About 2,500 fans requested refund for tickets to WM Phoenix Open after not getting in

SCOTTSDALE, Ariz. — Nearly 2,500 golf fans have requested ticket refunds from the WM Phoenix Open, claiming they were barred from entering the tournament during the third round after organizers closed the gates in an effort to mitigate the drunken chaos that overwhelmed this year’s event.

The Open ended with a record-high number of arrests, was overly crowded, and became so disorganized that it infuriated professional golfers and longtime fans alike ― some of whom questioned whether they would return next year.

The chaos reached its peak on Saturday, Feb. 10, when, “due to the large inflow of guests” tournament security “made the decision to allow guests into the event without scanning tickets to alleviate pressure at the entrance gates,” according to tournament spokesperson Ryan Woodcock.

Organizers cut off alcohol sales and denied access to individuals who had purchased tournament tickets.

In an email six days after The Arizona Republic asked, Woodcock said in an email that 2,461 fans have requested their money back. None of them have received a refund as of yet, but that refunds were starting to be issued on March 7 for those who bought their ticket on the Phoenix Open website.

Those who bought their ticket on StubHub, Vivid Seats or anywhere else are out of luck, however. Woodcock told The Republic that “we are unable to verify ticket purchases through any other vendor,” so anyone who did not use the Phoenix Open web page to buy their ticket is not eligible for a refund, even if they were barred from entering.

“They really screwed over a lot of a lot of fans,” said John Christensen, who attends the Open every year with his father as a family tradition, but was unable to get into this year’s event and is ineligible for a refund. “We paid for something that we weren’t able to use.”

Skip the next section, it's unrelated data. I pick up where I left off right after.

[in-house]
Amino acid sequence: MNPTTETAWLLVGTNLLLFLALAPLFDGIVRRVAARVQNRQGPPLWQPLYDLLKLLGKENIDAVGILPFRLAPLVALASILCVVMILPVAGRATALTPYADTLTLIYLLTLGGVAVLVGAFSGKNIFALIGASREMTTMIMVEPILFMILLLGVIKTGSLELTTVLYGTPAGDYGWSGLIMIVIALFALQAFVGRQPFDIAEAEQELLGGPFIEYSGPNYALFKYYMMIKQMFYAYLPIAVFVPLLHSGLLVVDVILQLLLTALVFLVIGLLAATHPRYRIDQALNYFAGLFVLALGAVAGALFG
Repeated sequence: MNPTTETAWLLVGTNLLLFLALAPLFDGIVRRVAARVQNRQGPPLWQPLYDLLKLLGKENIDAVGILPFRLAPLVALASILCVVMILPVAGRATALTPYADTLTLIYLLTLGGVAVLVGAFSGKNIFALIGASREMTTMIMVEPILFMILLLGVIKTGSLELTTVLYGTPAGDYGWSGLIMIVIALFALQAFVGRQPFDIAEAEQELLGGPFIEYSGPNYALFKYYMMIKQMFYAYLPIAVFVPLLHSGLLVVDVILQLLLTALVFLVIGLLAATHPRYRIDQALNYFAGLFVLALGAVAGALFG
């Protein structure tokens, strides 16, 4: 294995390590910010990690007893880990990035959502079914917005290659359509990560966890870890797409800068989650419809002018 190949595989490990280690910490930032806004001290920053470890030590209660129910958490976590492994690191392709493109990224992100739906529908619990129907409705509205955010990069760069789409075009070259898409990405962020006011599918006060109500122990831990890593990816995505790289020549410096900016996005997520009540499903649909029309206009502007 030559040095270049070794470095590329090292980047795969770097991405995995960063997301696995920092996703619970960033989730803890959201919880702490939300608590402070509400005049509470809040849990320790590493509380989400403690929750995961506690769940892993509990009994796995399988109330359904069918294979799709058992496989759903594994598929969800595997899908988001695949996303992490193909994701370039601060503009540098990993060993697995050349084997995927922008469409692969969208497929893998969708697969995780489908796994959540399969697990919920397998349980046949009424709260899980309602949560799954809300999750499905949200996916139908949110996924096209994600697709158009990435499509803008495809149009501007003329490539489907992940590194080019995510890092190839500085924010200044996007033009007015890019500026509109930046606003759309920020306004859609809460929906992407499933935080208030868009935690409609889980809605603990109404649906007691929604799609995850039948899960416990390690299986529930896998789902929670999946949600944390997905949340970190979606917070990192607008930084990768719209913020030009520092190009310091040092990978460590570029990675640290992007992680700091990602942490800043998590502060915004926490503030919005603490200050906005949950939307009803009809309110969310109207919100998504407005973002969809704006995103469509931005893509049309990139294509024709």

The Open organizers, who are a nonprofit organization called The Thunderbirds, declined to answer questions about how many fans attended the tournament. They haven’t announced attendance numbers since 2018.

It’s also unclear how many fans who bought tickets were turned away from the Open on that Saturday, let alone how many of them can’t get their money back because they used a third-party ticket service.

Woodcock did not explain why the tournament is unable to verify tickets purchased through other websites, saying only that the refund process involves, “verifying the purchase of a ticket through (our) website and verifying that the ticket was not scanned. Upon verification, we will issue a refund to any and all eligible fans who request a refund.”

Eligible fans have until March 31 to submit a refund request by emailing

“We understand the frustrations from those who have submitted refund requests and welcome the feedback and opportunity to improve our systems,” Woodcock wrote to The Republic. “To request a refund or inquire about a pending request, please email”

Story originally appeared on GolfWeek